LifeStation: LifeStation offers traditional medical alert system options as well as a new mobile (cellular) emergency button which calls 911 in case of an emergency. Pricing starts at $25.95 per month and there are no long-term contracts (just provide 30 days notice to cancel). Set-up is simple and call center staff are certified. LifeStation has been removed from our list of recommended alert systems. Read our LifeStation Reviews. Lively: Lively is a safety watch that is functional and modern. The safety watch offers a medical alert button, fall detection (coming soon), activity monitoring (comes with four sensors for the home), is waterproof and has a long battery life. Pricing starts at $27.95 per month with contract options. Easy set up and family alerts are customizable. Read our Lively Review. Medical Guardian: The Medical Guardian is a nice option to consider when shopping for medical alert systems. Medical Guardian offers in-home medical alert systems, a cellular option, and a fall detection option. Prices start at $29.95 per month and there is no equipment to purchase. No long-term contracts. MobileHelp: MobileHelp offers both a traditional in-home medical alert system as well as a mobile (cellular) option. MobileHelp also has a pendant with fall detection which is compatible with their base station. Prices start at $25.78 per month with an annual plan ($34.95 month-to-month). They claim they will refund pre-paid funds upon cancellation. We always recommend you get this in writing if you go with a long-term price plan.Here is our original review of MobileHelp. Philips Lifeline: Philips Lifeline offers a family of medical alert system options including traditional medical alert systems over your home telephone line, a GPS mobile option (called GoSafe) and a smartphone app called “Response App”. Philips is a little more expensive than some of the other providers (starting at $29.95) but they’re well regarded, and have a history of service. Call centers are located in the USA. Read our Philips Lifeline review here. No long-term contracts. QMedic: QMedic claims to be the “world’s smartest medical alert service”. This smart little unit can alert when a user is not wearing the device, when they fail to get out of bed, and when they are inactive for extended periods of time. The Senior List® reviewed the QMedic and gave it a test drive in our home lab. It worked exceptionally well, and the staff was professional and accommodating (a great sign for a new company). $30 per month and no long-term contracts.
ResponseLINK: ResponseLINK offer products with the same form factors and functions as Alert1. Prices start at $25.95. Verizon SureResponse: The Verizon SureResponse had the potential to be a great addition to the medical alert system market but it’s launch fell flat. The trouble started with a clunky form factor, support that was non-existent, and performance issues as reported by customers. Simply put, it appears Big Red wasn’t ready for this device (or the market). The Senior List even reached out to Verizon Wireless to see if we could help their team (but… we were ignored). See our SureResponse review here. Our readers didn’t have many good things to say about this device, but we’re hoping that Verizon focuses on this space at some point. They could be a player here. Rates follow their cellular phone model which means there’s equipment to buy, and a long-term agreement to adhere to. (sigh) VRI: The VRI medical alert system is a nice, easy to use option when considering medical alert systems. We originally reviewed VRI back in 2011. It’s easy to set up and is a generally considered a no-frills machine. There are 2 options for using VRI in your home. There is a purchase option in which the client purchases the equipment ($175) and then pays $19.95 per month for monitoring, and there is the rental option which starts at $29.95 per month.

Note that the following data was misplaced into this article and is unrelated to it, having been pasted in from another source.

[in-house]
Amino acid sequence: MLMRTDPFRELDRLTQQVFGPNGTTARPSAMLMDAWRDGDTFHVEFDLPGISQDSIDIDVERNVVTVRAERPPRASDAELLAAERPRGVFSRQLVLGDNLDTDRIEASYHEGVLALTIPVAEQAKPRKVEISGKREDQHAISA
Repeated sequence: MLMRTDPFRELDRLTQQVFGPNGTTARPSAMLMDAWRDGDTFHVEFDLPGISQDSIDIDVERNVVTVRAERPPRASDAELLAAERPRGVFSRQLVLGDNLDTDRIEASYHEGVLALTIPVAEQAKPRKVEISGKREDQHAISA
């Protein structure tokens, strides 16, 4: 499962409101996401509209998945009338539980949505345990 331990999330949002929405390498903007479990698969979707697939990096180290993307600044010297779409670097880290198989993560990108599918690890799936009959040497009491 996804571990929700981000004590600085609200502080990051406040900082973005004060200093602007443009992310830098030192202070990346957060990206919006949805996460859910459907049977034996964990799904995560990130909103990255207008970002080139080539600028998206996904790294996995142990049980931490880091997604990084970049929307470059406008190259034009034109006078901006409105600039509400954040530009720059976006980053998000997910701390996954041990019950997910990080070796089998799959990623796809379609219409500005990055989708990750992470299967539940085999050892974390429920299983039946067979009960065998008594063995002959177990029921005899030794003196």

The Senior List is here for you. These decisions aren’t easy, so we’re here to help you find the best deal from the best providers. Some of the providers mentioned above have an affiliate relationship with The Senior List, and we’re proud of those relationships. We only work with providers that pass our own stringent criteria, and these are the same providers that we refer our friends and family to.
Give us your feedback on any of the medical alert systems you have experience with, particularly if they are on this list. We would love to hear the positive experiences as well as the challenges you’ve had. Often times our expectation of quality service precludes us from expressing appreciation for good service, so let’s make sure we hear about positive experiences too. Here’s your chance to sound off! We look forward to your feedback.